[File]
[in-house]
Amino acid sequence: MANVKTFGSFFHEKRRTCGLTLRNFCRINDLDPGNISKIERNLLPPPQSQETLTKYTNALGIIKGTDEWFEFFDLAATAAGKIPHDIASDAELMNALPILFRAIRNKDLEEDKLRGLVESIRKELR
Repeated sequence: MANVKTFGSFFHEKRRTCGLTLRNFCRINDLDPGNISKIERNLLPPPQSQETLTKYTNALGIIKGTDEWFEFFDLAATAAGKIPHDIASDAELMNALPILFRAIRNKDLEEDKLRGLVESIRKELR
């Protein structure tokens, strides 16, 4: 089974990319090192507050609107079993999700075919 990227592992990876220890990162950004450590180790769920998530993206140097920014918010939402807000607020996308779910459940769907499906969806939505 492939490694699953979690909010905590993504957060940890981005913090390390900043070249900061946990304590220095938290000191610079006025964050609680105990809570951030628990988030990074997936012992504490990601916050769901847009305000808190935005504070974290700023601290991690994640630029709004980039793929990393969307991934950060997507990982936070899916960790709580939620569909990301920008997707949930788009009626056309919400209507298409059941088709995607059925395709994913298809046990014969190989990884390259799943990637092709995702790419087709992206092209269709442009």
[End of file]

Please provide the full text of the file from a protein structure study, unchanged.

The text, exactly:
[in-house]
Amino acid sequence: MANVKTFGSFFHEKRRTCGLTLRNFCRINDLDPGNISKIERNLLPPPQSQETLTKYTNALGIIKGTDEWFEFFDLAATAAGKIPHDIASDAELMNALPILFRAIRNKDLEEDKLRGLVESIRKELR
Repeated sequence: MANVKTFGSFFHEKRRTCGLTLRNFCRINDLDPGNISKIERNLLPPPQSQETLTKYTNALGIIKGTDEWFEFFDLAATAAGKIPHDIASDAELMNALPILFRAIRNKDLEEDKLRGLVESIRKELR
């Protein structure tokens, strides 16, 4: 089974990319090192507050609107079993999700075919 990227592992990876220890990162950004450590180790769920998530993206140097920014918010939402807000607020996308779910459940769907499906969806939505 492939490694699953979690909010905590993504957060940890981005913090390390900043070249900061946990304590220095938290000191610079006025964050609680105990809570951030628990988030990074997936012992504490990601916050769901847009305000808190935005504070974290700023601290991690994640630029709004980039793929990393969307991934950060997507990982936070899916960790709580939620569909990301920008997707949930788009009626056309919400209507298409059941088709995607059925395709994913298809046990014969190989990884390259799943990637092709995702790419087709992206092209269709442009």